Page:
As Nashville's population continues to grow, more people are going to need help, but when it comes to responding to emergencies firefighters said they need better resources and more of them.
Recently the union took to Facebook posting pictures showing old mangled wires hanging from a fire truck dashboard and saying, “while the city is handing out corporate tax breaks, our first responders are responding with this equipment.”
"Somebody is in trouble when these men and women take to the streets and we better take care of them," said Buck Dozier, Nashville's former fire chief.
Dozier said they need more fire halls, more firefighters, new equipment and raises.
Then there are the engines and ladder trucks.
All the reserves are already being used.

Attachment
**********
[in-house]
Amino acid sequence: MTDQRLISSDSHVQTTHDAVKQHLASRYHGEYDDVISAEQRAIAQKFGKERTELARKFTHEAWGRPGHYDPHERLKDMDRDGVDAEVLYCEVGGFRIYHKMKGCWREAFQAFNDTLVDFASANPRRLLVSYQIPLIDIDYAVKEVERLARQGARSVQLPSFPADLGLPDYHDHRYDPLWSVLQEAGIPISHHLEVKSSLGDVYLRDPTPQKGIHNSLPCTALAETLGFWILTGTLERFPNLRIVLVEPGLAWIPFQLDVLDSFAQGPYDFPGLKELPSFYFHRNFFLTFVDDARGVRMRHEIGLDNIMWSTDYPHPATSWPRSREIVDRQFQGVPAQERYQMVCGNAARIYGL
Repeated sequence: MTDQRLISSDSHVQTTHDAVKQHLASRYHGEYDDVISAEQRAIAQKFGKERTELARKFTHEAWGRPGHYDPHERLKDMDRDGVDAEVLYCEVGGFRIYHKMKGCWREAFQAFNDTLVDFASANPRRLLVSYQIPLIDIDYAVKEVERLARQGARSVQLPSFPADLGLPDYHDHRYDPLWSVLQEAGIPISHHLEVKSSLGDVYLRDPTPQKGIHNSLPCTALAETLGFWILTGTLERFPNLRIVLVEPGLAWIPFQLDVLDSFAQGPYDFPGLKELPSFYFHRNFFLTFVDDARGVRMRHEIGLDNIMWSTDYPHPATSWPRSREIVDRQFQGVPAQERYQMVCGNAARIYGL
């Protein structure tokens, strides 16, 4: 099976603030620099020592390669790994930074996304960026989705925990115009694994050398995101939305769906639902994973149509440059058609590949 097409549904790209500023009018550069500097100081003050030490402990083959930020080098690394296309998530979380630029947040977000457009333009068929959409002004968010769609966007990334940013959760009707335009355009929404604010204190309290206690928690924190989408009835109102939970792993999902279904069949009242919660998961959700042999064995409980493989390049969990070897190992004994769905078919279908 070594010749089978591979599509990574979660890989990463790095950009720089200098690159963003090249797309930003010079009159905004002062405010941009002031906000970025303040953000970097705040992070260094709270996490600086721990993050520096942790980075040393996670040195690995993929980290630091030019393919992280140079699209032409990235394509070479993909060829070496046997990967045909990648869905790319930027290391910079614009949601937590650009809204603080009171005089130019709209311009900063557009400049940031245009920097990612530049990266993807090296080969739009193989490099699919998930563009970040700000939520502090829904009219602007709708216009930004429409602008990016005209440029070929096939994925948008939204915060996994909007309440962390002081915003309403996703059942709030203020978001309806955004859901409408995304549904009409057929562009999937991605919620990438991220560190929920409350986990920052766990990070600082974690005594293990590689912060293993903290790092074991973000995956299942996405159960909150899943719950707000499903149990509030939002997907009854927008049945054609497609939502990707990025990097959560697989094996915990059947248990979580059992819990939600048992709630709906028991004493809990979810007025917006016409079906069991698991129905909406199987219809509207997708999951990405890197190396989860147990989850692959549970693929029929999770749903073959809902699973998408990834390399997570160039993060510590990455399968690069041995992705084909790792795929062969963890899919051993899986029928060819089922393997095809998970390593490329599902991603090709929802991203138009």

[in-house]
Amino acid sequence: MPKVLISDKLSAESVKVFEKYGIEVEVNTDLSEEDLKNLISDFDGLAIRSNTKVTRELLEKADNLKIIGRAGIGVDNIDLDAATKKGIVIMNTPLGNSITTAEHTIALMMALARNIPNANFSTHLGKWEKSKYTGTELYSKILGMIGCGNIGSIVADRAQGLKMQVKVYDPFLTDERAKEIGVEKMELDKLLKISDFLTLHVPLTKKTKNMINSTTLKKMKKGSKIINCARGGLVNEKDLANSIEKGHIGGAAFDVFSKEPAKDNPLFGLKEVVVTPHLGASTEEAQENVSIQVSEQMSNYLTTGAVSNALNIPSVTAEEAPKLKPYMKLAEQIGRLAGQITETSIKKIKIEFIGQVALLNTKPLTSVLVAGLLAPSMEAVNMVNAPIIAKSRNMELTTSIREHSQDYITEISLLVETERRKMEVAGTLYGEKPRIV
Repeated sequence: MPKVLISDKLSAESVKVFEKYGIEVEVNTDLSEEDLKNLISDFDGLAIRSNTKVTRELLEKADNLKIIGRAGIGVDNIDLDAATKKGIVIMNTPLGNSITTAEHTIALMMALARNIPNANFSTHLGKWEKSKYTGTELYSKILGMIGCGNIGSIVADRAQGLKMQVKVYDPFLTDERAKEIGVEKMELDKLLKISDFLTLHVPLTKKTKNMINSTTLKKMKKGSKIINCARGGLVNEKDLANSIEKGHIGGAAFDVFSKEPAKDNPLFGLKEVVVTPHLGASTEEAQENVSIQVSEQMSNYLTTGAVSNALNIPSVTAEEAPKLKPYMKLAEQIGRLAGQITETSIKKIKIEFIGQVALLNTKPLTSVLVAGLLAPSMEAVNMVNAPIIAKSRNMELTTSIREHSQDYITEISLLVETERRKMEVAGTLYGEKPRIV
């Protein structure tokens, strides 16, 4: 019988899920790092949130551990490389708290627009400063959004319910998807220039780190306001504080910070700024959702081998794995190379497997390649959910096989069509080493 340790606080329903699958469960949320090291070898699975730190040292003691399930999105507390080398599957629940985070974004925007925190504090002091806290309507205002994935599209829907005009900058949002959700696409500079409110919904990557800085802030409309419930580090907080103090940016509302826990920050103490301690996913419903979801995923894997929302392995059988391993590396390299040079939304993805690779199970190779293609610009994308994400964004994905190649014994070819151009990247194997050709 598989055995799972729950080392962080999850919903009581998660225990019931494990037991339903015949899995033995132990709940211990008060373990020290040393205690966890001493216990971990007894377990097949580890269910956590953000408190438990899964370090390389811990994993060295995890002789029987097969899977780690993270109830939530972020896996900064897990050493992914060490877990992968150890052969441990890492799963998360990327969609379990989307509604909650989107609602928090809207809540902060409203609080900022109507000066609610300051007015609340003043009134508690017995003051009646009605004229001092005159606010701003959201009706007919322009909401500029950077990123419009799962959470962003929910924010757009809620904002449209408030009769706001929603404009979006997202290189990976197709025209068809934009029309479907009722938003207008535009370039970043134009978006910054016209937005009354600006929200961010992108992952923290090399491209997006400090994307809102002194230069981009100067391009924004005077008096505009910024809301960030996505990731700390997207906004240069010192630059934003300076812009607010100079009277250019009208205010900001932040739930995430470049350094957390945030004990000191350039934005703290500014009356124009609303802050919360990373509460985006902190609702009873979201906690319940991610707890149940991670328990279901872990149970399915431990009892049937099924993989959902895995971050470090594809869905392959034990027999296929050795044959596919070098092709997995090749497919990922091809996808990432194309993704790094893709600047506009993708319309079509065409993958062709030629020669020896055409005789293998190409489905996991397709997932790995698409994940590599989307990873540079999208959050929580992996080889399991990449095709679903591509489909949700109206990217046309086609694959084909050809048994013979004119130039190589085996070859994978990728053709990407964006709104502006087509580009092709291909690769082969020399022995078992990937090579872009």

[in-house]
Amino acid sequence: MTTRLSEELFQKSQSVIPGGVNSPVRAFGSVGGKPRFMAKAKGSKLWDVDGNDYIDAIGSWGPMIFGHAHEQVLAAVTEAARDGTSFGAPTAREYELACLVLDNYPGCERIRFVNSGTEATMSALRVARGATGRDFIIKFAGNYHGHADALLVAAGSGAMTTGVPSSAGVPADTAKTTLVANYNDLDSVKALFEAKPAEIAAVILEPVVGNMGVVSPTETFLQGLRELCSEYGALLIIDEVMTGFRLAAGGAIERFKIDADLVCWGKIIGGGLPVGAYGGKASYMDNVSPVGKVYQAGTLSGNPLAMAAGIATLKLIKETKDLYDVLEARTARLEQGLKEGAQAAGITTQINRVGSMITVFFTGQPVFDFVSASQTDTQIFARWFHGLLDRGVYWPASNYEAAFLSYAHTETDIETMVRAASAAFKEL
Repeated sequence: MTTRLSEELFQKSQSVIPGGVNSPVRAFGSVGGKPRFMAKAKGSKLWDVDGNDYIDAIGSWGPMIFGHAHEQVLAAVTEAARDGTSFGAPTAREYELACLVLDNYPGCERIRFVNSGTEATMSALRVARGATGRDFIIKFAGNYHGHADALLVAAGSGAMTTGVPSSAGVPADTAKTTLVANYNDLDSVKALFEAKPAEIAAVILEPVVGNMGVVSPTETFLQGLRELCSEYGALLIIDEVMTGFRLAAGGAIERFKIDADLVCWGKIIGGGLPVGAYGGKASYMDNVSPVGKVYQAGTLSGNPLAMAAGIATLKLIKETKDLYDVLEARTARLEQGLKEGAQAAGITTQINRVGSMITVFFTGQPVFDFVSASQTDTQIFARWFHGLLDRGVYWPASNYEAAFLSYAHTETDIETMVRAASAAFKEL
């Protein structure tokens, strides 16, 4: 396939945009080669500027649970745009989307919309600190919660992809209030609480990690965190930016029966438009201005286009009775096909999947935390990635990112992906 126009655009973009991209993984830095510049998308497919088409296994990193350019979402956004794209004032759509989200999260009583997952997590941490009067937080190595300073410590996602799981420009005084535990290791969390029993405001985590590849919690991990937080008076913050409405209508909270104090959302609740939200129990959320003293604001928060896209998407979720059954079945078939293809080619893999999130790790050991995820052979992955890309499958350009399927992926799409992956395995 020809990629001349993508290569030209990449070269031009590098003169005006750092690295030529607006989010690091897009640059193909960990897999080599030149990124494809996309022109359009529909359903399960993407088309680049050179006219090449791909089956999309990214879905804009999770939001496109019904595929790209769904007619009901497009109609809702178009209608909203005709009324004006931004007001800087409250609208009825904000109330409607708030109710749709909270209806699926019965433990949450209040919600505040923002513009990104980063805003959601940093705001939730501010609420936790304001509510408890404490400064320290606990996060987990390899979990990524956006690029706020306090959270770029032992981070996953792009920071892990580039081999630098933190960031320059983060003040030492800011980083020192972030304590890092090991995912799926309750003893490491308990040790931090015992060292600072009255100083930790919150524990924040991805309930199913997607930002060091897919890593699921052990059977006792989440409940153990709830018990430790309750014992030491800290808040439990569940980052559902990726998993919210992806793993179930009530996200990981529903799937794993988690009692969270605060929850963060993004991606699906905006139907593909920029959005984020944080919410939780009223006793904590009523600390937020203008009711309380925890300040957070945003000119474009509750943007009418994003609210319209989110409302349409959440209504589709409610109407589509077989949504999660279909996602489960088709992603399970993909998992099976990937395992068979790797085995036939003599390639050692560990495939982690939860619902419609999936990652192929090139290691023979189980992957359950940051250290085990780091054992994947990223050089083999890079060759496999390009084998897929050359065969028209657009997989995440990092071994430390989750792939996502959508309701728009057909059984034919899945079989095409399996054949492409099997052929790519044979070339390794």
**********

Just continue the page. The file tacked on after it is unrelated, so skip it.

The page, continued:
As of Tuesday, if a single truck broke down in Nashville, there wouldn't be one to replace it.
"It all comes down to money and this city should not be broke. There should be money to fund public safety to the level it should be," said Mark Young, the president of the Nashville Fire Union.
According to the union, Nashville has fewer fire halls than any of Tennessee's other major cities.
If it stays that way, Young said citizens will notice longer response times.
"Time is the most critical factor in any emergency, across the board, and to not have a budget that recognizes that is an appalling thought," said Nashville citizen Jennifer Pennington.
Mayor David Briley said any equipment decisions will be made later this year.
As for raises, Briley said he understood employee's frustration but, "we are doing the best we can with the resources we have."
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